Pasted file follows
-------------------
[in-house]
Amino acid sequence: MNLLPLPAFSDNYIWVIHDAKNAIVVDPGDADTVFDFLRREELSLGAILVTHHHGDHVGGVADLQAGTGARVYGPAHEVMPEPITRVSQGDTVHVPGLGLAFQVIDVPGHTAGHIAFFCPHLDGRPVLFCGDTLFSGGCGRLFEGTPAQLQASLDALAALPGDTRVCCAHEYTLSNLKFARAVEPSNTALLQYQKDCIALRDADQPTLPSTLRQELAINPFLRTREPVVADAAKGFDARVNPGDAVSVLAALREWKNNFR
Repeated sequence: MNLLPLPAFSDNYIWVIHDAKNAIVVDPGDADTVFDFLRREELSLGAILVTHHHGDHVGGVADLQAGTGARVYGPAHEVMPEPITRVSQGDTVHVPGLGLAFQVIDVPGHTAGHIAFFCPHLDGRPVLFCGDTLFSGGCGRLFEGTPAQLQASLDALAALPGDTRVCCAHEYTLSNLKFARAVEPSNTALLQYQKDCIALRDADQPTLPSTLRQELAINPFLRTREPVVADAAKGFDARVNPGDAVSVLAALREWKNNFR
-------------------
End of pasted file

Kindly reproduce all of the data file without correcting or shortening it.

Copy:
[in-house]
Amino acid sequence: MNLLPLPAFSDNYIWVIHDAKNAIVVDPGDADTVFDFLRREELSLGAILVTHHHGDHVGGVADLQAGTGARVYGPAHEVMPEPITRVSQGDTVHVPGLGLAFQVIDVPGHTAGHIAFFCPHLDGRPVLFCGDTLFSGGCGRLFEGTPAQLQASLDALAALPGDTRVCCAHEYTLSNLKFARAVEPSNTALLQYQKDCIALRDADQPTLPSTLRQELAINPFLRTREPVVADAAKGFDARVNPGDAVSVLAALREWKNNFR
Repeated sequence: MNLLPLPAFSDNYIWVIHDAKNAIVVDPGDADTVFDFLRREELSLGAILVTHHHGDHVGGVADLQAGTGARVYGPAHEVMPEPITRVSQGDTVHVPGLGLAFQVIDVPGHTAGHIAFFCPHLDGRPVLFCGDTLFSGGCGRLFEGTPAQLQASLDALAALPGDTRVCCAHEYTLSNLKFARAVEPSNTALLQYQKDCIALRDADQPTLPSTLRQELAINPFLRTREPVVADAAKGFDARVNPGDAVSVLAALREWKNNFR